I haven’t posted in a while. This is because I was busy hanging out in Paris and Amsterdam with some of my pals. I managed to see a lot of art while there (impressionists at the Musee d’Orsay, the Van Gogh Museum, a special – and totally overcrowded - Carravagio exhibit, and a really amazing special display of the Nightwatch at the Rijksmuseum), and do a lot of touristy things like go to Versailles, the Catacomb Museum, the Anne Frank House.
I did many more things than this, saw some people I haven’t seen in a while like old internet friends and their new cute offspring, and took some photos with my totally messed up camera that refuses to focus. In the meantime, photos can be seen courtesy of Laurel : http://smartacus.org/gallery2/main.php/v/trips/2006_NL_FR/
I’m sure I’ll post more later when I’m not in the midst of an incredibly horrible muscle spasm that’s been going on for 5 days.
A woman angry that her new puppy had died pushed her way into a dog breeder's home and repeatedly hit her on the head with the dead Chihuahua, authorities said.
This past Saturday and Sunday the USGS held a western region open house down in sunny Menlo Park. Some people do not know what the USGS is. The USGS is the United States Geological Survey. Some people think that doesn’t sound like a fun time. They would be wrong.
As it happens, I have recently read a lot about volcanos and earthquakes and part of the history of each involves plate tectonics and well, your basic geological thingies, so I was pretty excited to go and check it out. I really like the volcanos.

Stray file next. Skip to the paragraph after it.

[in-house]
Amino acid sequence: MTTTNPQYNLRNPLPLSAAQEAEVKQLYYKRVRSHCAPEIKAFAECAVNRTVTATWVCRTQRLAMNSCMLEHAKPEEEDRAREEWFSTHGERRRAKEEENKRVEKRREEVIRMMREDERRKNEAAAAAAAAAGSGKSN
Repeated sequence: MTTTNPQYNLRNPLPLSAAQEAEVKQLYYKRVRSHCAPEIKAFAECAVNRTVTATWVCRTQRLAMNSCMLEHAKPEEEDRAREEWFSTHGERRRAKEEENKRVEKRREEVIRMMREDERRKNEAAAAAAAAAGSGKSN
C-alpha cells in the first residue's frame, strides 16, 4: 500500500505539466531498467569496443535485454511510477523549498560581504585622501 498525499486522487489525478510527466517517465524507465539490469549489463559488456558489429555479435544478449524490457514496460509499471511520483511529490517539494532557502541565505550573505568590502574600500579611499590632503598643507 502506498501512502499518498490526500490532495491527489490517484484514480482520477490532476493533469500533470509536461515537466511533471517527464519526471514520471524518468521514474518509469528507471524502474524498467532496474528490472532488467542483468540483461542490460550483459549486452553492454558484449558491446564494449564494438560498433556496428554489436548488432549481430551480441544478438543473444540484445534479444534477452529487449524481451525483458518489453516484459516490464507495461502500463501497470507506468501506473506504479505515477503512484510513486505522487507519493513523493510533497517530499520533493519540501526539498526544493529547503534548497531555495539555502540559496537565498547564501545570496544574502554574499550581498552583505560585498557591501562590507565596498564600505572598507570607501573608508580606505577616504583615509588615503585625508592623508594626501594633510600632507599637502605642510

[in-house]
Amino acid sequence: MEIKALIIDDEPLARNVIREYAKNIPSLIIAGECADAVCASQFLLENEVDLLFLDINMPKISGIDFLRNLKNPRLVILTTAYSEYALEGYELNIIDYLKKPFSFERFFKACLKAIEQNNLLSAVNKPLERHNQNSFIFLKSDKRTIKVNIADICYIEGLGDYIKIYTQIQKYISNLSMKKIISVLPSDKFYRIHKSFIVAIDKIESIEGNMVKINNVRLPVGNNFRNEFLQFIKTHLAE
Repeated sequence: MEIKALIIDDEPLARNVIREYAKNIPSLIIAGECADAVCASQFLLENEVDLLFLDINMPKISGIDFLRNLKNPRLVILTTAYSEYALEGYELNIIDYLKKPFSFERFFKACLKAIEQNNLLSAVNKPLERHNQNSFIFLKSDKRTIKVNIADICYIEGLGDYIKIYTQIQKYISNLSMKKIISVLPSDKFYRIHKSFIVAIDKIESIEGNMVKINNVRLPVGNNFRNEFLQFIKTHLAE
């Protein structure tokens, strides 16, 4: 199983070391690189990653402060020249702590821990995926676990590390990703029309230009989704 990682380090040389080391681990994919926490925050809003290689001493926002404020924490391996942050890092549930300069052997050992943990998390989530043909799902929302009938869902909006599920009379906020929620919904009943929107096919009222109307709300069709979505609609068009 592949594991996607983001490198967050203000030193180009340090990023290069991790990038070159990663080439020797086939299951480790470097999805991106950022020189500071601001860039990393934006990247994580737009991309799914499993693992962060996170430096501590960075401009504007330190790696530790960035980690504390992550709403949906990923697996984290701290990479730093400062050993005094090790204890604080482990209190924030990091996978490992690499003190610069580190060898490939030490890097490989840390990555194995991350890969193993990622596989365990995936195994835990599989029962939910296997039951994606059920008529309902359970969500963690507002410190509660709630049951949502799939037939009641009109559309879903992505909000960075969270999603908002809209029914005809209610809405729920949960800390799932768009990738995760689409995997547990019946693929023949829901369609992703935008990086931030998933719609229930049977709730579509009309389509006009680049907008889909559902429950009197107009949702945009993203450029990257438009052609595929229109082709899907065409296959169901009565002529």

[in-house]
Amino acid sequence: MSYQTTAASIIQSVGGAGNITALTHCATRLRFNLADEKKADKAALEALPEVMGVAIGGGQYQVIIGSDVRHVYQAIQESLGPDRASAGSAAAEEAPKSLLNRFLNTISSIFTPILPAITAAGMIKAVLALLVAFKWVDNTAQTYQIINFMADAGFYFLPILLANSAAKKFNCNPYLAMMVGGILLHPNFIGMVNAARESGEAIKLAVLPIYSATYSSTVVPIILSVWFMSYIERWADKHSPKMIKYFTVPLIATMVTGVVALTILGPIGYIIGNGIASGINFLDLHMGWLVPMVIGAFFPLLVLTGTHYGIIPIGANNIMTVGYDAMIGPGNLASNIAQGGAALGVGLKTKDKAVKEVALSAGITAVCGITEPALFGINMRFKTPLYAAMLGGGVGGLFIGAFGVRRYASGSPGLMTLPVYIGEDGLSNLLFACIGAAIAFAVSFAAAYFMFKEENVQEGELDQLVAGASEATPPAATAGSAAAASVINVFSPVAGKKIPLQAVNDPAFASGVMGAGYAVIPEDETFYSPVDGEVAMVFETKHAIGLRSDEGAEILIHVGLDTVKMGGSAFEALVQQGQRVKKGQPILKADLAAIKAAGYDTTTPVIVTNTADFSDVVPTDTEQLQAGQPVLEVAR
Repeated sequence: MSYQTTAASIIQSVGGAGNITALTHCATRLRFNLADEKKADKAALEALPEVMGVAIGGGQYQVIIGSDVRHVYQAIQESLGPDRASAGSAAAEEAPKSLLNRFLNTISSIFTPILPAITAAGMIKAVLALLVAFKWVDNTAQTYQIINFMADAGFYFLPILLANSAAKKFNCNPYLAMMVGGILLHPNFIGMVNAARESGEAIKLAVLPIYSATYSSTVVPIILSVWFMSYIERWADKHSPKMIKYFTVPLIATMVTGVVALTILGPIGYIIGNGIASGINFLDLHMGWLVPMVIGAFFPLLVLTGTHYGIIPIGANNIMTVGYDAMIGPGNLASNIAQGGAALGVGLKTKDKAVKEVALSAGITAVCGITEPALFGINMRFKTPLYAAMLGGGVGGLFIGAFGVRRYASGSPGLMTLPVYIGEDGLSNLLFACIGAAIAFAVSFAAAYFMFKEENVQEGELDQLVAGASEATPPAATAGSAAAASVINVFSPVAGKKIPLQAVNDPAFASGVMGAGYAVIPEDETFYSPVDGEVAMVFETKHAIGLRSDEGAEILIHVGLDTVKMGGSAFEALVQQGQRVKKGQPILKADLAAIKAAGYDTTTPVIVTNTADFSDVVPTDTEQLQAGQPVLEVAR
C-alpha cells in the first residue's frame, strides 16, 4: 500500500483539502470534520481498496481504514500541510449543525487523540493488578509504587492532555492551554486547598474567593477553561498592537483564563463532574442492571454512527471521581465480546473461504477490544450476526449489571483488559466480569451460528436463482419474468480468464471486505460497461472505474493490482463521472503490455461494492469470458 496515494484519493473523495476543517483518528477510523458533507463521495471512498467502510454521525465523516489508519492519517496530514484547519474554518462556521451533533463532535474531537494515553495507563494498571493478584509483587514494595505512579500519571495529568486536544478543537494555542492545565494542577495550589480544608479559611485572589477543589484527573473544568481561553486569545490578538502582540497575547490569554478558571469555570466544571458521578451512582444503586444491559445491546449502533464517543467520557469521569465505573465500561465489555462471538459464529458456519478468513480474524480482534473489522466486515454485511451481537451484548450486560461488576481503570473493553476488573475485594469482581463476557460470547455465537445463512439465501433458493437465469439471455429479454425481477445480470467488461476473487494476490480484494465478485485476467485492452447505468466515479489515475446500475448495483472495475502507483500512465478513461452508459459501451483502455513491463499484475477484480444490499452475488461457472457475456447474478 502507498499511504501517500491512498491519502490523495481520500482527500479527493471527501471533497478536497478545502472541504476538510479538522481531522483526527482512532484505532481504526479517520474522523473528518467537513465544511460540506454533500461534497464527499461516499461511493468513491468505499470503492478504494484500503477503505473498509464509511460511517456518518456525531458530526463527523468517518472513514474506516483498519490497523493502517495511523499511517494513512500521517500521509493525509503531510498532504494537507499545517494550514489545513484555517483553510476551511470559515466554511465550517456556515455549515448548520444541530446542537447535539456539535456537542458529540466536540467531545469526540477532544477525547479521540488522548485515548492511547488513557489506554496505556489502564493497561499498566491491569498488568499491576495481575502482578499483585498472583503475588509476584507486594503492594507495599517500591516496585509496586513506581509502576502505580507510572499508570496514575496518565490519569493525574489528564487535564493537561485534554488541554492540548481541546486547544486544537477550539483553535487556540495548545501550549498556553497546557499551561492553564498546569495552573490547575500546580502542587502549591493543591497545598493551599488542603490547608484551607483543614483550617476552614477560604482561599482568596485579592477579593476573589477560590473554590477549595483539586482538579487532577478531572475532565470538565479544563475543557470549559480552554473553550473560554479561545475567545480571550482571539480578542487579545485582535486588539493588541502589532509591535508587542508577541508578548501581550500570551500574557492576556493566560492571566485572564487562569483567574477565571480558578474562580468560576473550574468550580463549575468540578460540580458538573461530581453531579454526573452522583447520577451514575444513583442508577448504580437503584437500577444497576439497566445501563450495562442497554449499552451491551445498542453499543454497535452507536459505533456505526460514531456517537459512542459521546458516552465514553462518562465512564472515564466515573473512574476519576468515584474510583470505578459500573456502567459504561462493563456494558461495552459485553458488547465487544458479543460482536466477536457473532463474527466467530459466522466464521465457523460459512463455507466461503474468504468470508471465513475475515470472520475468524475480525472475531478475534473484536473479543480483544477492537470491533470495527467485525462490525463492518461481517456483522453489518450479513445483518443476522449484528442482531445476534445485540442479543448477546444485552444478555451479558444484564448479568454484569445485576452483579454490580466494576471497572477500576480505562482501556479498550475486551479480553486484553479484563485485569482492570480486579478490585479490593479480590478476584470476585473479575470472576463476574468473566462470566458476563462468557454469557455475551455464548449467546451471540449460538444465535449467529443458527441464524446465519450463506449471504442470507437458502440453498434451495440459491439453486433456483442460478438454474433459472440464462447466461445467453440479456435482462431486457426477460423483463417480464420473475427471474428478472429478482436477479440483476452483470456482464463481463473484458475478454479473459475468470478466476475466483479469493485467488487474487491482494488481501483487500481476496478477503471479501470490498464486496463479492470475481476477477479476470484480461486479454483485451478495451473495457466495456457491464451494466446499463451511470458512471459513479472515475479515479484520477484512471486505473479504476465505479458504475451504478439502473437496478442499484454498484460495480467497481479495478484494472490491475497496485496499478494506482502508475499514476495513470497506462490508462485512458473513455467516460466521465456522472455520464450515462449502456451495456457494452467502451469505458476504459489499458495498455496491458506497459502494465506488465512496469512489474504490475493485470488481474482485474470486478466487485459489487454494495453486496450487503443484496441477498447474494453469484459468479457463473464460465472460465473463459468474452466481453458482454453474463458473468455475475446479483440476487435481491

Along with volcanos there was an earthquake tent, a paleomagnetism lab/exhibit, giant maps of things like the floor of the SF Bay, the Delta, mountains and coastlines. There were science nerds waiting and ready to pounce on you and explain minerals, sign a copy of their recently published San Andreas Fault Hiking Guide and give it to you for free, explain pipeline design for fault areas, explain seismic equipment, force you to take home a piece of basalt in a plastic bag, offer you a core sample from a rock, and tell you about polarity shifts. They were ready to let you pet an otter skin, touch a walrus skull, demonstrate a tsunami, and tell you the difference between the liquefaction that takes place when you have loose sand, and the extra stability you get from very densely packed sand.
This was basically, a festival for nerds. Not just lay nerds who want to go be nerdy and see what’s there, but professional nerds who are compelled to blurt out scientific facts to anyone who wanders within earshot.
I came home with basalt (in above mentioned plastic bag), a small globe key chain, a whistle (courtesy the Dept. of Homeland Security and the local ICE unit), a slice of core sample, a hiking guide, a booklet on lessons learned in historical tsunamis, a Mt. St. Helens tattoo, a volcano sticker, and more.